The villa on Charitonov Street was at that time occupied by the Czechoslovak Mission. For this reason, he was told by K., coming from Germany, that he can not start looking for the treasure, because the matter is too delicate and he must for now give up.
Incidentally or not, in three months, Soviet officials found the treasure.

In the Czechoslovak Mission’s building the guilds appeared, under the pretext that they are workers from the water pipes. They showed a Soviet order in Moscow that had the immediate repair of the upper pipes, otherwise the building would have been threatened to collapse.
The treasure was built in a wall on the first floor. During the repairs, the Czechoslovak Mission moved to the second floor. Within a few days, in September 1923, the jewels were discovered and transported to the Soviet warehouse.

In 1928, K. learned, by chance, that the treasure was found and that he was practically pulled on the string. Consequently, he addresses a Berlin lawyer, Bruno Marwitz, asking him to sue a Soviet trial.
Marwitz, before commencing the action, addresses the Soviet Embassy in Berlin to confirm whether there was any agreement between K and the Embassy. Iakubovici admits, in a rather imprudent way, that he really spoke to Mr. K. about the treasure, and that, after this conversation, K. left for Moscow.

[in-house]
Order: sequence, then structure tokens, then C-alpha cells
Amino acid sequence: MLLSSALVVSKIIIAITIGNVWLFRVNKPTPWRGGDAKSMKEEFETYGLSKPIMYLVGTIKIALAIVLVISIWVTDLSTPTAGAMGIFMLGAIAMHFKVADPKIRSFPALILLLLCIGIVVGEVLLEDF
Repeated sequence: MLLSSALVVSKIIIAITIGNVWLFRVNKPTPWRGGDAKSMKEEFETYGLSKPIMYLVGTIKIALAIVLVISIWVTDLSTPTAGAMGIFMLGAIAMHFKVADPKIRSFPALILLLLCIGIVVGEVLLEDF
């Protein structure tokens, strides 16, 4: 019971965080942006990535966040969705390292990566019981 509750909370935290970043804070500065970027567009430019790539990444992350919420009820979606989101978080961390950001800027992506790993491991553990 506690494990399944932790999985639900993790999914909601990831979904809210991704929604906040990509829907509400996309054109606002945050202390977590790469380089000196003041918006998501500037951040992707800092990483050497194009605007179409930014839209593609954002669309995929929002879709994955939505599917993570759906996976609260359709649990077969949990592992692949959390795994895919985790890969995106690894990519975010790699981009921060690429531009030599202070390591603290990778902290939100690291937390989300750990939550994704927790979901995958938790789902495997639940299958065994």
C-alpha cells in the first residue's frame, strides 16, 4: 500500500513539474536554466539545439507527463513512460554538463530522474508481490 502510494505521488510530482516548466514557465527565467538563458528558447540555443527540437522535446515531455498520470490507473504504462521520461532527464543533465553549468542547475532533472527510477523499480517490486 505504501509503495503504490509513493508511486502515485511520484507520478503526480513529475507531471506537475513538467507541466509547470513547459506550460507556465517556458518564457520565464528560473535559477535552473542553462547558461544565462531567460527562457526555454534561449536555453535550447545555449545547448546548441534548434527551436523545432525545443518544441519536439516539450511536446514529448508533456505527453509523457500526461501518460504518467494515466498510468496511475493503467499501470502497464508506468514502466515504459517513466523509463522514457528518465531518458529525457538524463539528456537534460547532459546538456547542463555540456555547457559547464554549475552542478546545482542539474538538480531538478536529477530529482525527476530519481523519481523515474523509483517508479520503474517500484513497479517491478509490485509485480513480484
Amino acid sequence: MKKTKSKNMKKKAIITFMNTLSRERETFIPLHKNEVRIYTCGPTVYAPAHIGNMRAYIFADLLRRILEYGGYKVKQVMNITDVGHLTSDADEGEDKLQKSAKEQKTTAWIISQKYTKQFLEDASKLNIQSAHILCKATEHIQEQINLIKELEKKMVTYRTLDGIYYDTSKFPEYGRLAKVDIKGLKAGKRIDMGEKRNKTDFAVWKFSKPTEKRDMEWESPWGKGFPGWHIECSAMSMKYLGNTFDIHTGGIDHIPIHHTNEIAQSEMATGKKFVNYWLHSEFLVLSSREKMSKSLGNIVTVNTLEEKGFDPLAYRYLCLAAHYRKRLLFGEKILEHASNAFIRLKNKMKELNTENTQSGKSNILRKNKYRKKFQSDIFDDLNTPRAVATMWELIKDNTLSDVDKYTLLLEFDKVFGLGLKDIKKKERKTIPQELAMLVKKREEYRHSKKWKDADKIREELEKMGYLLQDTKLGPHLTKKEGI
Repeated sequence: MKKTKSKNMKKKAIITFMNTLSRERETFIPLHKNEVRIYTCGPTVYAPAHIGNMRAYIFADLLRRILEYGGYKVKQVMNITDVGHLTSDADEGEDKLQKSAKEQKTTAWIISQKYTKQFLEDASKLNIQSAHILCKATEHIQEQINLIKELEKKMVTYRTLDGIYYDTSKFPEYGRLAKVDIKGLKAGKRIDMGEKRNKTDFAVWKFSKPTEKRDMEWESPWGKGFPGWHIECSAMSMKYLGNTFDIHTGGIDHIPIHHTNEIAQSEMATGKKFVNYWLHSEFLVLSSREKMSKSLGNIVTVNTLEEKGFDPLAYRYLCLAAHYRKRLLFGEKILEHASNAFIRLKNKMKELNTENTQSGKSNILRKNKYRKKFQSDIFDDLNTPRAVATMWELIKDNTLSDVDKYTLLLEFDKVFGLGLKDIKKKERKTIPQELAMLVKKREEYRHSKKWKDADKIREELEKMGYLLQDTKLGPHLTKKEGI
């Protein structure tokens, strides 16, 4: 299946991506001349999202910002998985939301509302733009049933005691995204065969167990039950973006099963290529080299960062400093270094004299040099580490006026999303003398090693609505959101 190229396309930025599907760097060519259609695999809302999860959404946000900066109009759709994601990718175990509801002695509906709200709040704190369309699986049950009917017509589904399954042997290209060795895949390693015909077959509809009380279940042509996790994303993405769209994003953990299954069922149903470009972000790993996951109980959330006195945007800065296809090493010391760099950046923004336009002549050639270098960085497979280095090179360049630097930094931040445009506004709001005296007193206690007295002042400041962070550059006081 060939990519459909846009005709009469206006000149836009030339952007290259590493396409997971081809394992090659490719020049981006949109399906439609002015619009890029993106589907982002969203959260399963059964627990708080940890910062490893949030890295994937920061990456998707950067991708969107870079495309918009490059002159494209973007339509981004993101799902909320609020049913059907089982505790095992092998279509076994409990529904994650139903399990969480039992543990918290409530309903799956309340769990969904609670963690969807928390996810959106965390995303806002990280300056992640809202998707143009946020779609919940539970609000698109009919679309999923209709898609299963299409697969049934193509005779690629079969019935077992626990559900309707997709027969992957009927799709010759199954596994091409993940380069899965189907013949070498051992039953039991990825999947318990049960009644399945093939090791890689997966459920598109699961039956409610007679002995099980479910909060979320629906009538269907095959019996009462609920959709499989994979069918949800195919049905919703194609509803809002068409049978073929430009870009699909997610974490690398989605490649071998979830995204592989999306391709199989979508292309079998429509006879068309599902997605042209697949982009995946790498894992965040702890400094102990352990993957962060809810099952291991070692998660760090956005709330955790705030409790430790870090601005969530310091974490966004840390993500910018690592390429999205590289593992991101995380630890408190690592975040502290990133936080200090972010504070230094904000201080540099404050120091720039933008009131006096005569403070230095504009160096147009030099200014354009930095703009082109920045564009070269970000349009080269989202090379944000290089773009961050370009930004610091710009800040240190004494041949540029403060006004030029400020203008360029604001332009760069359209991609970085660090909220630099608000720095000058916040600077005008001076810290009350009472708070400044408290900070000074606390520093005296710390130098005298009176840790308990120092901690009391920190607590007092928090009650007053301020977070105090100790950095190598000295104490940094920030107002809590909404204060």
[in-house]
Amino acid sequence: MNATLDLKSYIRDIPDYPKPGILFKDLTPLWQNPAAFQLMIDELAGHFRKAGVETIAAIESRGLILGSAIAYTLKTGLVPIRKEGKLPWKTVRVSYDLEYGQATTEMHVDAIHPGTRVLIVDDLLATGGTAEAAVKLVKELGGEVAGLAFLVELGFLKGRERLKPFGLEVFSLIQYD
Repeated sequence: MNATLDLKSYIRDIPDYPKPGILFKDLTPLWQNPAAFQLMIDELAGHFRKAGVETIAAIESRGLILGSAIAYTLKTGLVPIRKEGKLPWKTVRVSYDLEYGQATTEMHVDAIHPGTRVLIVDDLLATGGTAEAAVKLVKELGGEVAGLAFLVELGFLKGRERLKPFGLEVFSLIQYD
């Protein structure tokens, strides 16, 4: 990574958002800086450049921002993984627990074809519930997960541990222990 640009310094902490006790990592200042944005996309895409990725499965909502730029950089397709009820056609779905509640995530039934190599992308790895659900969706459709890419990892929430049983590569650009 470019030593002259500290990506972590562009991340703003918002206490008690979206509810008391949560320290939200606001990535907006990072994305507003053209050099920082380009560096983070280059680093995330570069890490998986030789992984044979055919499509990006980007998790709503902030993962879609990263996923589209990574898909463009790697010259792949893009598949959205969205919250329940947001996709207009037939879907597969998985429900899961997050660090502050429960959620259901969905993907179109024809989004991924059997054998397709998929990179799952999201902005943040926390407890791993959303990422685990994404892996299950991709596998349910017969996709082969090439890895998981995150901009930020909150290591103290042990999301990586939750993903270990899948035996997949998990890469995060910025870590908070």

Yakubovich could no longer remember any formal obligations towards K. The process threatens to become embarrassing for the Soviet government, especially since the intervention of the Romanian government, which until then knew nothing of the fate of Queen Mary’s jewels, was inevitable.

In order to get rid of a lawsuit, the Soviet Embassy in Berlin intervened with the German Foreign Ministry, which took the necessary steps with the Ministry of Justice. Interventions were successful, as the process ended with no result: censuses could not be handed over to Ban.




The GIA wrote about her  study of

The Grand Sapphire of Louis XIV and The Ruspoli Sapphire

the theses is the center sapphire of the sapphire tiara of Queen Marie was the Ruspoli Sapphire.

I know, after Princess Ileana sold the tiara to an important US jeweler, the gem was broken out of his setting and crumpled, probably of growth cracks. The gem was lost.